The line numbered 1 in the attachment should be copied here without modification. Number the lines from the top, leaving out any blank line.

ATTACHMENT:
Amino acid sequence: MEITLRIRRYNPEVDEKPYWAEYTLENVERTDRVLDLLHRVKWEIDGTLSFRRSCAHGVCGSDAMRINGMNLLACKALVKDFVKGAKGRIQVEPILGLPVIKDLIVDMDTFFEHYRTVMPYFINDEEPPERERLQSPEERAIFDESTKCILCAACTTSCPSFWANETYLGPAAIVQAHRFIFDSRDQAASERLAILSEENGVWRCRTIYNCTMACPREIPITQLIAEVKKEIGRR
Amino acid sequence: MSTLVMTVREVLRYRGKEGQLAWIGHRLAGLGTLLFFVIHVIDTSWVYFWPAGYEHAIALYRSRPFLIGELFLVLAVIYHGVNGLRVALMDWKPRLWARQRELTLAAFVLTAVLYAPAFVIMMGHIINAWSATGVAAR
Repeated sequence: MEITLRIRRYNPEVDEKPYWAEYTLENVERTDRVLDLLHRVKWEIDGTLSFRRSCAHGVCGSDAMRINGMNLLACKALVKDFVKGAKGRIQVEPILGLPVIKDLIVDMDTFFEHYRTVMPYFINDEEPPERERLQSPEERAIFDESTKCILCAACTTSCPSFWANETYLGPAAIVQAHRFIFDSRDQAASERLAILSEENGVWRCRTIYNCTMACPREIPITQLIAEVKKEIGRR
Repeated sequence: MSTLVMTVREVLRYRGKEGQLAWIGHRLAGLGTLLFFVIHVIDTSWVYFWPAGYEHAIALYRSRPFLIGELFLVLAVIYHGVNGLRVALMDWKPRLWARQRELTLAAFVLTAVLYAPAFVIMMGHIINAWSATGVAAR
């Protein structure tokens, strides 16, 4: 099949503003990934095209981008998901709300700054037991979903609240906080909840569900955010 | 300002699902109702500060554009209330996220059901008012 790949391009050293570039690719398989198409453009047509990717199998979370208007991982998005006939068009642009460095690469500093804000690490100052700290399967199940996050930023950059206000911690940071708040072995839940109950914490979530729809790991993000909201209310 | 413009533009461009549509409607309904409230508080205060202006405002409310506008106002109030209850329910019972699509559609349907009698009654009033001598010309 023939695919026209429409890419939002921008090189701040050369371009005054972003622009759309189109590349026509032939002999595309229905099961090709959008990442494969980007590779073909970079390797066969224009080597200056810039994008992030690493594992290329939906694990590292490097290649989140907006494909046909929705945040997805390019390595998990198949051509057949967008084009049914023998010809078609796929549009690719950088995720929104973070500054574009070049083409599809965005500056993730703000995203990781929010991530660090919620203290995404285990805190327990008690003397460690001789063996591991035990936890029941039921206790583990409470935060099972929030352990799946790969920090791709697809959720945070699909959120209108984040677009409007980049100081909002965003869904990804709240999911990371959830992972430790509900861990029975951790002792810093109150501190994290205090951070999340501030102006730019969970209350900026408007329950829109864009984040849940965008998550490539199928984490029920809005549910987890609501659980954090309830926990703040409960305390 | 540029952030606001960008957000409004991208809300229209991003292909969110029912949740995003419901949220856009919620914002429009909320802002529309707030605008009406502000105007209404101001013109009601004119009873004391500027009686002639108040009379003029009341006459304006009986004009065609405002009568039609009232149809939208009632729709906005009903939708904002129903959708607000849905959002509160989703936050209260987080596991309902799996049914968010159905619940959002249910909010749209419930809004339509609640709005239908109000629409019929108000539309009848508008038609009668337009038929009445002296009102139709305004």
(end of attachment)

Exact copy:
Amino acid sequence: MEITLRIRRYNPEVDEKPYWAEYTLENVERTDRVLDLLHRVKWEIDGTLSFRRSCAHGVCGSDAMRINGMNLLACKALVKDFVKGAKGRIQVEPILGLPVIKDLIVDMDTFFEHYRTVMPYFINDEEPPERERLQSPEERAIFDESTKCILCAACTTSCPSFWANETYLGPAAIVQAHRFIFDSRDQAASERLAILSEENGVWRCRTIYNCTMACPREIPITQLIAEVKKEIGRR